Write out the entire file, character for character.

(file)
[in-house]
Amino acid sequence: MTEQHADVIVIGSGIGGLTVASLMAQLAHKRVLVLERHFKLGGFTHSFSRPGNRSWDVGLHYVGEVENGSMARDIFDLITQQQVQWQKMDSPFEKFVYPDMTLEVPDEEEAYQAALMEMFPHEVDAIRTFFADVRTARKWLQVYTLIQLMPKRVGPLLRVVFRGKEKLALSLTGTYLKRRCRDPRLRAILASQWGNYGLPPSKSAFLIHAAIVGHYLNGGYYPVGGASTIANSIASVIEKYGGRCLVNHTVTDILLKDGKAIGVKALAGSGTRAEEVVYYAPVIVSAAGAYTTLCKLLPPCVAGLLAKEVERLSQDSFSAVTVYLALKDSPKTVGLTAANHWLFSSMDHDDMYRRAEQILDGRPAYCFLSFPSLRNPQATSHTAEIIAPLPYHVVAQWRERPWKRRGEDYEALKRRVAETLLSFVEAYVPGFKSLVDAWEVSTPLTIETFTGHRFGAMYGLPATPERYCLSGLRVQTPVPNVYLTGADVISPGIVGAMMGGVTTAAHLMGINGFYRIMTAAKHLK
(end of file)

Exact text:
[in-house]
Amino acid sequence: MTEQHADVIVIGSGIGGLTVASLMAQLAHKRVLVLERHFKLGGFTHSFSRPGNRSWDVGLHYVGEVENGSMARDIFDLITQQQVQWQKMDSPFEKFVYPDMTLEVPDEEEAYQAALMEMFPHEVDAIRTFFADVRTARKWLQVYTLIQLMPKRVGPLLRVVFRGKEKLALSLTGTYLKRRCRDPRLRAILASQWGNYGLPPSKSAFLIHAAIVGHYLNGGYYPVGGASTIANSIASVIEKYGGRCLVNHTVTDILLKDGKAIGVKALAGSGTRAEEVVYYAPVIVSAAGAYTTLCKLLPPCVAGLLAKEVERLSQDSFSAVTVYLALKDSPKTVGLTAANHWLFSSMDHDDMYRRAEQILDGRPAYCFLSFPSLRNPQATSHTAEIIAPLPYHVVAQWRERPWKRRGEDYEALKRRVAETLLSFVEAYVPGFKSLVDAWEVSTPLTIETFTGHRFGAMYGLPATPERYCLSGLRVQTPVPNVYLTGADVISPGIVGAMMGGVTTAAHLMGINGFYRIMTAAKHLK